William Kennedy

I’ve been re-reading my city’s great chronicler, William Kennedy, who is hard at work on both a play and a new novel. He’s 92, but still raring to fill in the spaces he has found in his life’s work.

Kennedy, a former Albany Times Union journalist, first gained fame with his fourth book, Ironweed. The tale of a battered, self-destructive drunk, the novel succeeded – and won a Pulitzer Prize – where the movie starring Jack Nicholson failed. It’s a demonstration of empathy at its deepest, finding motivation, self-consciousness, and remorse where most of us assume a blank slate at best.

The other five books in what’s become known as Kennedy’s Albany Cycle explore relatives of Frances Phelan and his family, acquaintances, half-witnessed events, and the ways in which history gets formed. Together, the work weaves through time to focus on different neighborhoods in our state’s capitol, balances folk tales and mythology with dreams, aspirations, and the machinations of politics in a political town. Individual novels sometimes feel lesser than others until one starts to remember bits and pieces from all that serve to deepen the entire opus with the sorts of memories and effects only an experientially remembered past can.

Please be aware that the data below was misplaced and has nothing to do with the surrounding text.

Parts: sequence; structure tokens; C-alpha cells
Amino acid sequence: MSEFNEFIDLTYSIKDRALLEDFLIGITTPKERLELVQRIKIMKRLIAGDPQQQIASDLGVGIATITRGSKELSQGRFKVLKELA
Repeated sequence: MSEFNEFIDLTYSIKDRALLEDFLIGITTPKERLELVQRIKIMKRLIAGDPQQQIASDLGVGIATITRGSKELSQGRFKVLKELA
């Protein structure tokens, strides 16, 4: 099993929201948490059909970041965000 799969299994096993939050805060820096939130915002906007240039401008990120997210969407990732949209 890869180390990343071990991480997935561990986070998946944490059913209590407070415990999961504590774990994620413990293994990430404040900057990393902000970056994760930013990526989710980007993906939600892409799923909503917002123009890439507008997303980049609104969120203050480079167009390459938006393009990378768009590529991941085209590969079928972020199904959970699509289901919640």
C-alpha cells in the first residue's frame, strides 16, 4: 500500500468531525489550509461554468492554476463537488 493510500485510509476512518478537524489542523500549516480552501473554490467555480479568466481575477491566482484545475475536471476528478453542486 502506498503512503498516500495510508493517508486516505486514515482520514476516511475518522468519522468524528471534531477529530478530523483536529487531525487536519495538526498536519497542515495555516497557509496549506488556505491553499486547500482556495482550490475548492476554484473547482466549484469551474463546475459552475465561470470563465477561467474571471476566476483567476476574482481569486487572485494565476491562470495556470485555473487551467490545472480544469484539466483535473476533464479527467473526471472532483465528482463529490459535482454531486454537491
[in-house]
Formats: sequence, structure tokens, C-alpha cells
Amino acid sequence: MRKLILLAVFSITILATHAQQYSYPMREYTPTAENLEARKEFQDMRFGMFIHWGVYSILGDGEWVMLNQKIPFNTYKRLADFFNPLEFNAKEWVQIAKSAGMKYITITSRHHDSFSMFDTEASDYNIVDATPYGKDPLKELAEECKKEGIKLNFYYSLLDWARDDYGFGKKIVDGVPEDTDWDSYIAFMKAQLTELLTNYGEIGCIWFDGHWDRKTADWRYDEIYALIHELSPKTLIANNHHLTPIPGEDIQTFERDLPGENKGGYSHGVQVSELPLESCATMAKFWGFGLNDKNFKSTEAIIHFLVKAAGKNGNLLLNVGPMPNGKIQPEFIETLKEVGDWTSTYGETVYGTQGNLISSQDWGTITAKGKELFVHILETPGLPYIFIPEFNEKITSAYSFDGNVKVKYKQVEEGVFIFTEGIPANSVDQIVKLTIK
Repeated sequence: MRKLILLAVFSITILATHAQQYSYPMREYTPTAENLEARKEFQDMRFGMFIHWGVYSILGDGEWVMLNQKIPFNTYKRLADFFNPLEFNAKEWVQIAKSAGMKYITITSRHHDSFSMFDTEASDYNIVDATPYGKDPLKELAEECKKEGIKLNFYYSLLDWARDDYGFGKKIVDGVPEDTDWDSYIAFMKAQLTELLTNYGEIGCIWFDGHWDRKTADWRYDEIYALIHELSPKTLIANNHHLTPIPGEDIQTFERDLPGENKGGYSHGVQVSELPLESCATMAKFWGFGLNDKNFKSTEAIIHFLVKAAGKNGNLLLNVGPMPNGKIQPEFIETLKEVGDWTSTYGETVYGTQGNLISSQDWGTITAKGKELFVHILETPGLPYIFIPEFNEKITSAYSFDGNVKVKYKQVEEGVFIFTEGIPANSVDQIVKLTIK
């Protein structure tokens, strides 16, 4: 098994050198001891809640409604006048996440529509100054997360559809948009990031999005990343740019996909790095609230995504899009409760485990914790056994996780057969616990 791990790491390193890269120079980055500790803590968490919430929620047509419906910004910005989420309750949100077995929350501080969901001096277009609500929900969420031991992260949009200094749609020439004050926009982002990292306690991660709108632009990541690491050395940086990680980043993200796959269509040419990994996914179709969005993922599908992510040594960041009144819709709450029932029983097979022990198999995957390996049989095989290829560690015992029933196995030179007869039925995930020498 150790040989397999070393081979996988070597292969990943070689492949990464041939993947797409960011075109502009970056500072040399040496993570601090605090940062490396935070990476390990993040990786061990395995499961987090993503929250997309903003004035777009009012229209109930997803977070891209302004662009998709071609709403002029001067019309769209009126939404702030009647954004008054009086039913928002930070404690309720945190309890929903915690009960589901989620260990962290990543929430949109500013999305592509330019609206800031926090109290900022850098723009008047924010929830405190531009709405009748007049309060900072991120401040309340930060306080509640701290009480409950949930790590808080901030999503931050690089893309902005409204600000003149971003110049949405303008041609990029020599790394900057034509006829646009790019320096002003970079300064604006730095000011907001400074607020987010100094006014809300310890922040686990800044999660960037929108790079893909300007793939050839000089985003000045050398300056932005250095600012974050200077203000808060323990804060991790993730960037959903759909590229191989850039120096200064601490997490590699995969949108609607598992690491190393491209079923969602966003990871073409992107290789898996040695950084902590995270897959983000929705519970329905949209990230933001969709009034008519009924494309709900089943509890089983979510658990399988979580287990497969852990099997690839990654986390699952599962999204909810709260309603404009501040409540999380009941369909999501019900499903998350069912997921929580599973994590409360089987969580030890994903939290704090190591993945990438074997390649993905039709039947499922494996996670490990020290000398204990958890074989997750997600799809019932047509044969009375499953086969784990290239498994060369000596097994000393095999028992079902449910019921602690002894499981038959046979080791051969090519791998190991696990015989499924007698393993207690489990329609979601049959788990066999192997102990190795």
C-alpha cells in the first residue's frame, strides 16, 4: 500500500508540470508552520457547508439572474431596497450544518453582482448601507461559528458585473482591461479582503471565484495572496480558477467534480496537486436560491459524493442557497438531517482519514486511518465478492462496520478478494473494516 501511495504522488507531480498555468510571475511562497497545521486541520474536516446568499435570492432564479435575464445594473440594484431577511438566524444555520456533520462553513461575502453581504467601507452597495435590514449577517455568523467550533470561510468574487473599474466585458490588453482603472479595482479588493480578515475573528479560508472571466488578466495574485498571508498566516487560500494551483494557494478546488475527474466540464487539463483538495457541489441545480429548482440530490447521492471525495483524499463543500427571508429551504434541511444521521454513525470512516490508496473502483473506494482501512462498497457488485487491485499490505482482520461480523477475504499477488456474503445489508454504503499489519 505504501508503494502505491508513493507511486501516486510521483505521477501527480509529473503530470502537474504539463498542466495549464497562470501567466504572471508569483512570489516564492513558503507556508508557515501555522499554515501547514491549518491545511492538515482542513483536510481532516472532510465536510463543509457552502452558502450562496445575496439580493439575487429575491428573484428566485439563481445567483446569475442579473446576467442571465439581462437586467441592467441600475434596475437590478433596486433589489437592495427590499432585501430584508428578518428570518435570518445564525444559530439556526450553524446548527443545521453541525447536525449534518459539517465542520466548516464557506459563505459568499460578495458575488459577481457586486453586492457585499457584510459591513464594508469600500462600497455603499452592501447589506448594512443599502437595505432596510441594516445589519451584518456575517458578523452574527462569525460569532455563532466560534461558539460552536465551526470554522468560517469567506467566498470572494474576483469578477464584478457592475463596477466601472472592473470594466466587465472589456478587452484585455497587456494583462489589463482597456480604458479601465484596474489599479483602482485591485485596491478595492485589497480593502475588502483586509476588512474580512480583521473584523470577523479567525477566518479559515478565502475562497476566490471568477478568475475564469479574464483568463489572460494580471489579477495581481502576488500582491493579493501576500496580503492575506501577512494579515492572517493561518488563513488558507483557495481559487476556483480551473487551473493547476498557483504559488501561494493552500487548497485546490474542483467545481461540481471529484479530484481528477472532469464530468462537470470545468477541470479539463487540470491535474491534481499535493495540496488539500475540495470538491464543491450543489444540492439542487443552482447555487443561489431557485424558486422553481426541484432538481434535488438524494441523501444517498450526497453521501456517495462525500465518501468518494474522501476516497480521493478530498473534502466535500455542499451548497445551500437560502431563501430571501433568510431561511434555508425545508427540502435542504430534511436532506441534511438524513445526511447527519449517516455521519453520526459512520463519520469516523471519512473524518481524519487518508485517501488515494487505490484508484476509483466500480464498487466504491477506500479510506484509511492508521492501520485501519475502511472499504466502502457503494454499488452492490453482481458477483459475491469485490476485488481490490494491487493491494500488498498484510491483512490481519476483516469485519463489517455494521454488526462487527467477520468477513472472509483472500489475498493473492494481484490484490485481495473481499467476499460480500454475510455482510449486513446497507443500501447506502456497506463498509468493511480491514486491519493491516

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Kennedy is a master at dialogue, telling descriptions of people and places. But he has also maintained a pitch-perfect amalgamation of hundreds of fictional characters and events through a project that’s taken him 40-plus years to date. If ever a modern author and body of work deserved a Nobel Prize, his creation is definitely on a par with Faulkner’s, or Kennedy’s revered James Joyce.

In the work I’m just finishing for a second time, Very Old Bones, the author describes the brother of Ironweed’s protagonist at a point where he’s gained critical success with a series of narrative paintings that capture the tragedies in his family’s lineage. It works like a description of Kennedy’s own achievement.

“He had not expected the professional and financial success that was now coming to him at such a late hour. But it happened that a few perspicacious gallery owners and museum people began to see that his work, despite the varied modes and genres in which he had painted and drawn, had about it a prevailing quality that now seemed to be singular,” he writes. “Now they saw an artist who had vaulted beyond his matrix, fused the surreal, the natural, the abstract, and the figurative, and produced an oeuvre that was as cumulatively coherent as his motivation had been in creating the work.”

That this oeuvre stretches from the early nineteenth century to the day Bobby Kennedy was shot, over eight books, is laudable. That it incorporates so much of the human experience, includes so much sterling writing, and manages to refresh itself novel by novel to make up for previous lapses of vision and acuity, is truly rare.

Even better, it enlivens my new home city and makes me proud to be an Albanian living in Bill Kennedy’s aura. I await his next.